Assume you have $k$ information sources $S_1 \ldots S_k$. Each one can transmit $n$ symbols, and all the symbols are different between sources.

Let $S$ be a new source capable of transmiting $nk$ symbols. It does so by randomly choosing, in an uniform way, $S_i \in {S_1 \ldots S_k}$ to do the transmission.

  • What's the value of the entropy of $S$, $H(S)$?

If $S$ transmits the $j$th symbol by $S_i$, we say that $S=(i,j)$ and $S_i = j$. $H(S)$ expands to $$-\sum_{i=1}^k \sum_{j=1}^n \Pr[S=(i,j)]\log \Pr[S=(i,j)]$$ This expands to $$-\sum_{i=1}^k \sum_{j=1}^n \frac1k\Pr[S_i=j]\log \left( \frac1k\Pr[S_i=j]\right)$$ which equals $$\begin{align}&-\sum_{i=1}^k \sum_{j=1}^n \frac1k\Pr[S_i=j]\log\frac1k - \sum_{i=1}^k \sum_{j=1}^n \frac1k\Pr[S_i=j]\log \left( \Pr[S_i=j)]\right)\\&=\log k - \frac1k \sum_{i=1}^k \sum_{j=1}^n \Pr[S_i=j]\log \left( \Pr[S_i=j)]\right)\\&=\log k+\frac1k\sum_{i=1}^k H(S_i) \end{align}$$


Initially I wrote the final expression as $\log \frac 1k+\frac1k\sum_{i=1}^k H(S_i)$. That's because I forgot to add the minus sign to the expression of the entropy.

  • $\begingroup$ Thank you, jkabrg. Is there some intuition to the log(1/k) that appears added? $\endgroup$ – user393650 Nov 27 '16 at 20:35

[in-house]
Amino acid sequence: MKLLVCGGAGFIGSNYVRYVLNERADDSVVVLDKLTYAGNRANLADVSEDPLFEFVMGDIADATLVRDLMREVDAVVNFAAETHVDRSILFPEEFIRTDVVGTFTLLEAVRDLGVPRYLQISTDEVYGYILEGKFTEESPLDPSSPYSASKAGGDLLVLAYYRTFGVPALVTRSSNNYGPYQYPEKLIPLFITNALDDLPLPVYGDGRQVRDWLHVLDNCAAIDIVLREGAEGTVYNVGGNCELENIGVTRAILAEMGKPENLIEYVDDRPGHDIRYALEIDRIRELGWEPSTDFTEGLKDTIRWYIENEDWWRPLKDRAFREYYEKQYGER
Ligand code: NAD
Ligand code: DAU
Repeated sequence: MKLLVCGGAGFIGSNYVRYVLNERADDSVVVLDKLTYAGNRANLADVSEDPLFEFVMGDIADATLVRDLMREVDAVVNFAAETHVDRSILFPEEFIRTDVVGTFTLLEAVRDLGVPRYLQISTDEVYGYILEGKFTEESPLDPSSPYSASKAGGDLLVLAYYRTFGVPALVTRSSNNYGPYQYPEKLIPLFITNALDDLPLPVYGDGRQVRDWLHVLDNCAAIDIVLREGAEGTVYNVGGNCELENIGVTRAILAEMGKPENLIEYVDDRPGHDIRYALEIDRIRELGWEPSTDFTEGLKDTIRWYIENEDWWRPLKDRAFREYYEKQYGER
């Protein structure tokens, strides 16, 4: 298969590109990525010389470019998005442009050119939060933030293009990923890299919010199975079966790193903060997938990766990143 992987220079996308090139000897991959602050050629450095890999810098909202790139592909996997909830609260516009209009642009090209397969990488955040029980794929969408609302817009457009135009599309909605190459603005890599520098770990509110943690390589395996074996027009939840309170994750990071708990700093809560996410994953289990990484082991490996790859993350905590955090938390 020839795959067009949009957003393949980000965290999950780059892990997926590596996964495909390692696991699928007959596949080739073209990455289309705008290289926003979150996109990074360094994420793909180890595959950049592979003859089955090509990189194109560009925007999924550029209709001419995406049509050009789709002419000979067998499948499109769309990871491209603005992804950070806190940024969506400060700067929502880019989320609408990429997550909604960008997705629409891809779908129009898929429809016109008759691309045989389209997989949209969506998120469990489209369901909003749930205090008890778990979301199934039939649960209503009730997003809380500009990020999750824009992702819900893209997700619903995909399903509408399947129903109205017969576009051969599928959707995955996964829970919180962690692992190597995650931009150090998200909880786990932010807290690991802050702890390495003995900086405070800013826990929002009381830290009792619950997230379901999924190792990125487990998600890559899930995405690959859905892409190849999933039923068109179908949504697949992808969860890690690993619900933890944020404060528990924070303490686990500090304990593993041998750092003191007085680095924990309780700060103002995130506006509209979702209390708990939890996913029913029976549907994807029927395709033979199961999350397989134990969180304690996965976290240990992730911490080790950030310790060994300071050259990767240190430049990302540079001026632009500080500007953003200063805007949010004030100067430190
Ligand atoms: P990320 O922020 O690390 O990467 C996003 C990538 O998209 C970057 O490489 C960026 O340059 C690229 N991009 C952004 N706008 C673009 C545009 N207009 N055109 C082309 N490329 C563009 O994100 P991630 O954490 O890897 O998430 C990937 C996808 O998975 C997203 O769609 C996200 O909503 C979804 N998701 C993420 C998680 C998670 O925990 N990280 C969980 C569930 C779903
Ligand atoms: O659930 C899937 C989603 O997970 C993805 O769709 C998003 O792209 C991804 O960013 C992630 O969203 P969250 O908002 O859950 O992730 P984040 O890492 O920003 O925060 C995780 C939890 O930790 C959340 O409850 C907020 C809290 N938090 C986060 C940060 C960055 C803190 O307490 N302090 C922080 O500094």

• $\begingroup$ @user393650 If you think of the situation when each $S_i$ can only output one symbol, then the result agrees with the fact that the entropy should be $\log \frac1k$ $\endgroup$ – man and laptop Nov 27 '16 at 20:40
  • $\begingroup$ @user393650 Also, if each $S_i$ has the same distribution then the result agrees with the fact that $H((A,B)) = H(A) + H(B)$ if $A$ and $B$ are independent. In our case, $A$ would be $\{1, \dots, k\}$ and $B$ would be $S_i$ $\endgroup$ – man and laptop Nov 27 '16 at 20:41
  • $\begingroup$ @user393650 So essentially, $\log \frac1k$ comes from the initial choice of $S_i$. $\endgroup$ – man and laptop Nov 27 '16 at 20:44
  • $\begingroup$ @user393650 I forgot to include the negation. It should be $\log k$ $\endgroup$ – man and laptop Nov 27 '16 at 20:46

Let $Z$ be a random variable, its value corresponds to the index of the selected source. If $X$ is the emitted symbol, then, by the chain rule:

$$ H(X,Z)=H(X\mid Z) + H(Z)=H(Z \mid X) + H(X) \tag{1}$$

But $H(Z \mid X)=0$, because knowing the emitted symbol implies knowing the selected source (this is where the assumption that all sources emit different symbols is crucial). Then

$$H(X)= H(X \mid Z ) + H(Z)$$

But, from the definition of conditional entropy

$$ H(X \mid Z )=\sum_{z=1}^k p(Z=z) \, H(X\mid Z=z)=\sum_{z=1}^k p_z H_z$$

and the entropy is then the weighted average of the individual entropies plus the entropy of the "mixing" distribution.

$$H(X)= \sum_{z=1}^k p_z H_z + H({\bf p_z})$$

In our particular case in which the sources are equiprobable, $p_z=\frac 1k$, this gives

$$H(X)= \frac{1}{k} \sum_{z=1}^k H_z + \log_2(k)$$


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